Turrell sees ‘First Light - Blonde’ as a series that explains his light-space installations, to which it is conceptually linked. In their density, the prints provide an overview of his various creative phases. Furthermore, the series already confronts the beholder directly with the phenomenological concerns of Turrell’s oeuvre. Etching as an artistic technique plays a special role here: Turrell chose aquatint as that form of etching that is most sensitive to light, which makes very subtle gradations of colour shades possible on a large area. The limitations of the chosen medium – a protracted work process, various steps that need to be planned very precisely, the very limited possibility to make corrections, a very demanding printing technique – make the extraordinary quality of the prints even more remarkable.
Turrell's series of prints is part of international museum collections, among them the Tate Modern, London, the Los Angeles County Museum of Art, and the Solomon R. Guggenheim Museum, New York.
Similarly to Böhm, Turrell also explores space. Planes become three-dimensional objects that seem to float in space. Turrell’s works belongs in the context of the selfevidence of the work of art, void of history, which is characteristic both for the art of the New York School and for minimal art. Turrell and other Californian conceptual artists of the light and space movement of the 1960s wanted to dematerialise the artwork as such through light. The titles of the prints underline the idea that they refer to nothing at all: neologisms (Phantom, Fargo, Decker, Tollyn) reminiscent of phonetically inspired sound descriptions or mantras that aim at a pure perception of experience.
Turrell, Böhm, and Posenenske inspire the beholder to engage in a reflexive seeing, which means that the beholder keeps retesting his or her seeing and continuously varies it. Every change of perspective leads to shifts in perception. The oscillation between two-dimensionality and three-dimensionality and the spatial and sculptural quality of the light enable the beholder to reconstruct his or her own perception reflexively. At issue here is also the notion of space as a mental realm.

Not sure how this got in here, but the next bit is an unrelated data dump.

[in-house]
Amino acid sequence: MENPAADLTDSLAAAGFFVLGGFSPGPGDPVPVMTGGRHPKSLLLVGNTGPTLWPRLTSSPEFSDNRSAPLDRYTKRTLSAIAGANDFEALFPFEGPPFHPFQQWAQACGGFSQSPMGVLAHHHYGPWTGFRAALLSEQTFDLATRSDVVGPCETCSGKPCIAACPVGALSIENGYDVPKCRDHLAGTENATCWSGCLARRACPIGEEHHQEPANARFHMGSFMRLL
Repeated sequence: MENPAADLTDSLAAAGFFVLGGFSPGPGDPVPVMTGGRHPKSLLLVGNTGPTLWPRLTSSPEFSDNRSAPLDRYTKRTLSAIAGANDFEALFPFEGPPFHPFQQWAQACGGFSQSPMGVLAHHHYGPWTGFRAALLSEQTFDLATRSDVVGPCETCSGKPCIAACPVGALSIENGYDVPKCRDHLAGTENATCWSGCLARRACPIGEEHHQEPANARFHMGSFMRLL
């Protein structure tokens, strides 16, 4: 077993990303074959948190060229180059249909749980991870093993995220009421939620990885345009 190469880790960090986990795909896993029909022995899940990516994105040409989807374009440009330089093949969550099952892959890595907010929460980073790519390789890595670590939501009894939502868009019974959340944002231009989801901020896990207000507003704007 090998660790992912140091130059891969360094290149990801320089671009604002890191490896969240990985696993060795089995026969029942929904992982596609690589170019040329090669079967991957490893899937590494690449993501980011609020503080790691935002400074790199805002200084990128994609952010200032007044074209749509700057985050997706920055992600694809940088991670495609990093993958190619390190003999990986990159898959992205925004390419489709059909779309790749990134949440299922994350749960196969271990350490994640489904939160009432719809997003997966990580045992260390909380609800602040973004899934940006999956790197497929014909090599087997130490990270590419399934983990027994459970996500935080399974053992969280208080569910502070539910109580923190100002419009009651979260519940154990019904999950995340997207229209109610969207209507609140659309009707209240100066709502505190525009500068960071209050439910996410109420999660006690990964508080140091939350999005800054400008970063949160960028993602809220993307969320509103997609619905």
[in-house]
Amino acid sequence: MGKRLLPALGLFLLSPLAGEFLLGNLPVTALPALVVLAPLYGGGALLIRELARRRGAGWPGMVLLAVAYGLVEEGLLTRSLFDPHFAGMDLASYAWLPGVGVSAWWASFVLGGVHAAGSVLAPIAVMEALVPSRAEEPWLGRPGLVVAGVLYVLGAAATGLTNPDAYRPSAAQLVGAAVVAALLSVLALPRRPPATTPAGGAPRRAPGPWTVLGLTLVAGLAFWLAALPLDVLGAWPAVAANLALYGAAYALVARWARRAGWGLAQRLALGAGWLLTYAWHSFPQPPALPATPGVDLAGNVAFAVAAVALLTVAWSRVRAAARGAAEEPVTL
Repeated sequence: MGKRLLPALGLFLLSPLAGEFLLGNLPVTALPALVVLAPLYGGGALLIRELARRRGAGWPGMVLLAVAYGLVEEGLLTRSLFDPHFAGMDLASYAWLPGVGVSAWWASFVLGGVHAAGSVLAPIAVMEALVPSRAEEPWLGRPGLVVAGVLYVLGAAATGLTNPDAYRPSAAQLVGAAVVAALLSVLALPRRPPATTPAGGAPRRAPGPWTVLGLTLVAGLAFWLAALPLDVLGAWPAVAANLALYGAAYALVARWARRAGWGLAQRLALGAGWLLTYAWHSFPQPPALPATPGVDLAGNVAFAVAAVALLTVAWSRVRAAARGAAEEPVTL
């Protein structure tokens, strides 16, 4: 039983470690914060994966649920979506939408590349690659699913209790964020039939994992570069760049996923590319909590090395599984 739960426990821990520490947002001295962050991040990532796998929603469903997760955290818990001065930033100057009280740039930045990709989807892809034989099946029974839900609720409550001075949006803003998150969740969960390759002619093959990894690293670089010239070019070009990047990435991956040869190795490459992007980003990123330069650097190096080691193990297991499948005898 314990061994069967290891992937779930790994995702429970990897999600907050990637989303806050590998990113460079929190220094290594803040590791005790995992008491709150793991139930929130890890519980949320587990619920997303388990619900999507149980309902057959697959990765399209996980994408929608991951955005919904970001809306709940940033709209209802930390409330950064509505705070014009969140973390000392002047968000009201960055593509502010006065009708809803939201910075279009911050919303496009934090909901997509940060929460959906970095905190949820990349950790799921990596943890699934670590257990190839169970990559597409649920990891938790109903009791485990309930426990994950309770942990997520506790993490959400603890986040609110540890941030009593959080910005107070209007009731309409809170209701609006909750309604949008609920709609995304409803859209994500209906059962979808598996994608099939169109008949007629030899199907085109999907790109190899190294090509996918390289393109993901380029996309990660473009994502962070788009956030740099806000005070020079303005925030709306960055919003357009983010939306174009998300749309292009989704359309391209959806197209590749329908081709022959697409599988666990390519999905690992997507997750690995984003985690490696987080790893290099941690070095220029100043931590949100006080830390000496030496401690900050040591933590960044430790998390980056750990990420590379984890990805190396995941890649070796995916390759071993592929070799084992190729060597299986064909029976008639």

‘I'm interested in delving into and exploring the architecture of space created by light. Mostly we have dealt with space by displacement or massing of form. The art that I make covers this ground between form and actually forming space using light. It is a structured space without a massing of form. This quality of working the space in between so that it limits or expands the penetration of vision is something that intensely fascinates me.’ James Turrell
Like Turrell and Böhm, Charlotte Posenenske also plays with human perception. The years she worked at the theatre early on in her career, and her engagement with stage architecture, influenced her work a great deal. Posenenske’s minimalistic works, objects and sculptures from the 1960s are derived from paintings with a distinct relief character. Paintings where the oil or acrylic paint is scraped on with a palette-knife, which already have strong spatial references, formed the foundation of her work in the 1950s.
In her spatial sculptures, she uses consistently industrially produced materials like corrugated cardboard, particleboard, angular plates, or square pipes. The use of these materials was one hand to allow for a variable design, but on the other hand exclude any artistic subjectivity of a creative process. Posenenske’s goal was to radically question the traditional notion of an autonomous work of art by replacing this work with an industrial artefact. A good example for this strategy is the object Vierkantrohr Serie DM (1967). It consists of three identical sets of four elements each of a ventilation system of a factory hall, which, screwed together at fillisters, can be varied in any order. Objects and forms are extracted from their direct and everyday function, and their aesthetic quality is revealed. The objects are arranged in such a way that the space is very clearly related to the object. Posenenske – just like Böhm and Turell – calls on the beholder to engage in new ways of seeing.
‘The objects are supposed to have the objective character of industrial products. They should not represent anything other than what they are. The division of the arts that was hitherto valid no longer exists: the artist of the future should work with a team of specialists in a research laboratory.’ – Charlotte Posenenske